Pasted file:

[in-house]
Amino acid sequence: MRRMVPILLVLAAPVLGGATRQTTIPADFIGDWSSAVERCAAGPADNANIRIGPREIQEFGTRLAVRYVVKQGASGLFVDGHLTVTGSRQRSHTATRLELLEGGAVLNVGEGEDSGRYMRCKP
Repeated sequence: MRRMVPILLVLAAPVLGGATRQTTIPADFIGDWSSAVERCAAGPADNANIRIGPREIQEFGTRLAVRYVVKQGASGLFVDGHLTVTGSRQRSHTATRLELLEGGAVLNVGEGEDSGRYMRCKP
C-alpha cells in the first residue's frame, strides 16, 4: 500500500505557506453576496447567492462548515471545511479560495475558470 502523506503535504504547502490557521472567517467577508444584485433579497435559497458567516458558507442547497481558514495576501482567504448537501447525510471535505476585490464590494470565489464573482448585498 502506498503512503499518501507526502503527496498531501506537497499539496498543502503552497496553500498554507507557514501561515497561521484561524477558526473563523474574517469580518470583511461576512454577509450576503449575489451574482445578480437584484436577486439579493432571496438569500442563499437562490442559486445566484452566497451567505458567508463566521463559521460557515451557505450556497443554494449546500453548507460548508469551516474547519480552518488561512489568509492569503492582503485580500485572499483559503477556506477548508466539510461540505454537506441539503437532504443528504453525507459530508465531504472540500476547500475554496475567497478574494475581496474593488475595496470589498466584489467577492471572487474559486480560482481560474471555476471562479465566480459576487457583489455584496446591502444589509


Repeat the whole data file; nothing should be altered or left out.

[in-house]
Amino acid sequence: MRRMVPILLVLAAPVLGGATRQTTIPADFIGDWSSAVERCAAGPADNANIRIGPREIQEFGTRLAVRYVVKQGASGLFVDGHLTVTGSRQRSHTATRLELLEGGAVLNVGEGEDSGRYMRCKP
Repeated sequence: MRRMVPILLVLAAPVLGGATRQTTIPADFIGDWSSAVERCAAGPADNANIRIGPREIQEFGTRLAVRYVVKQGASGLFVDGHLTVTGSRQRSHTATRLELLEGGAVLNVGEGEDSGRYMRCKP
C-alpha cells in the first residue's frame, strides 16, 4: 500500500505557506453576496447567492462548515471545511479560495475558470 502523506503535504504547502490557521472567517467577508444584485433579497435559497458567516458558507442547497481558514495576501482567504448537501447525510471535505476585490464590494470565489464573482448585498 502506498503512503499518501507526502503527496498531501506537497499539496498543502503552497496553500498554507507557514501561515497561521484561524477558526473563523474574517469580518470583511461576512454577509450576503449575489451574482445578480437584484436577486439579493432571496438569500442563499437562490442559486445566484452566497451567505458567508463566521463559521460557515451557505450556497443554494449546500453548507460548508469551516474547519480552518488561512489568509492569503492582503485580500485572499483559503477556506477548508466539510461540505454537506441539503437532504443528504453525507459530508465531504472540500476547500475554496475567497478574494475581496474593488475595496470589498466584489467577492471572487474559486480560482481560474471555476471562479465566480459576487457583489455584496446591502444589509